Aug. 21, 2007
Duluth native wins
$58,750 in World Series of Poker
By Brandon Stahl
When he was 10, Andrew Gunderson liked to play
poker with his friends while on bus trips to hockey games. Last
month, the competition was a lot tougher, and there were far more
players — 6,358, to be exact — but the Duluth native
finished in 111th place in the World Series of Poker main event
and won $58,750.
Not a bad return on a $160 investment.
That was the buy-in for an online tournament Gunderson
won to get entry into the World Series, which has a buy-in of $10,000
and is annually the largest poker tournament in the world.
Gunderson, 32, graduated from Denfeld High School
in 1993 and Harvard in 1997. He lives in Hoboken, N.J., and works
as a stock trader, a career that demands a deep knowledge of math
and quick, tough decision-making that is well-suited to the poker
Gunderson said he has been playing poker as a
hobby for about seven years, qualifying last year through an online
tournament to make it to the World Series. He made it to the second
day before busting out.
With a year of experience under his belt, at this
year’s World Series Gunderson started with a chip stack of
$20,000 and built it up over several days to $850,000, making him
at one point one of the bigger winners.
“I played a lot of different strategies,
constantly changing my styles so people couldn’t get reads
on me,” he said. “I was also running pretty good.”
His strong play earned him a spot on the TV table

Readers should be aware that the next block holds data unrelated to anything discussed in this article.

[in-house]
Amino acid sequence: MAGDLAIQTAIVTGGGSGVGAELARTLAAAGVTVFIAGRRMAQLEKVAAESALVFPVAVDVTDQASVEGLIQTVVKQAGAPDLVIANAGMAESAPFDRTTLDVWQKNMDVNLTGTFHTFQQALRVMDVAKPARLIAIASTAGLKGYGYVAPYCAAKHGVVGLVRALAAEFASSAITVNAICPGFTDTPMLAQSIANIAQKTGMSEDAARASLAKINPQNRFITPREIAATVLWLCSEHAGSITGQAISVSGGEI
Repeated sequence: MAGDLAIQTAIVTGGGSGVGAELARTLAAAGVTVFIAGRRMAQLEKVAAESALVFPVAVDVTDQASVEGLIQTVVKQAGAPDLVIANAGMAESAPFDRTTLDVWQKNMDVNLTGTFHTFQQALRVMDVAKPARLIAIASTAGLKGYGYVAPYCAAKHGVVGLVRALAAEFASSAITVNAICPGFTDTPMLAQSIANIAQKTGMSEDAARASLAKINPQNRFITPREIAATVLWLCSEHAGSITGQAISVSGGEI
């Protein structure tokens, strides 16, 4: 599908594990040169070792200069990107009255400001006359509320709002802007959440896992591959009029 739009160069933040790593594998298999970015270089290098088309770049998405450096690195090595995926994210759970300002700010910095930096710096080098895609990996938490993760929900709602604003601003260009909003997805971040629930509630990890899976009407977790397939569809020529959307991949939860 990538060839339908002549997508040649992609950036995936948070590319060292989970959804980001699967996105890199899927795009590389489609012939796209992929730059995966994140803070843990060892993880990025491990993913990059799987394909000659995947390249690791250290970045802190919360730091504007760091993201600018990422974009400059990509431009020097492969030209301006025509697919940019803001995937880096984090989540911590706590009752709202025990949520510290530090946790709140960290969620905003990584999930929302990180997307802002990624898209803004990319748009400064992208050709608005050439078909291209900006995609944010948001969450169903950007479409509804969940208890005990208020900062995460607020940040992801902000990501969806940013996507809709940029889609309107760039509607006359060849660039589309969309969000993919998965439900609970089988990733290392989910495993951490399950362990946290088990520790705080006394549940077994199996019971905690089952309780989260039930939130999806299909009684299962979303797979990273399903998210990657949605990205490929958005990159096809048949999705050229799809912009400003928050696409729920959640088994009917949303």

for a day, which was filmed by ESPN and probably will air some time
in the next few weeks.
At the table, Gunderson went up against two well-known
poker pros, Gavin Smith and Hasan Habib. Gunderson said during one
hand he took a large pot off Habib after hitting a straight.
“He said afterward that I played the hand
really well,” he said.
Gunderson’s parents, Dave and Renee, and
his sister, Joannie, flew out to Las Vegas in July to watch him
play and cheer for him whenever he won a hand.
Unfortunately, Gunderson’s run ended a week
after the tournament started. The eventual winner took home an $8.25
For now, Gunderson said he’ll keep his day
job and plans to save the money he made, except for $10,000 of it,
which he said he’ll use to buy into next year’s tournament.
Dave Gunderson, who works as an agent for Farmer’s
Insurance on Miller Trunk Highway in Duluth, said he never discouraged
his son from playing poker.
“I knew he was good,” he said.
Still, he doesn’t believe his son will play
“I think he enjoys what he does for work
now,” he said. “It’s enough being a hobby.”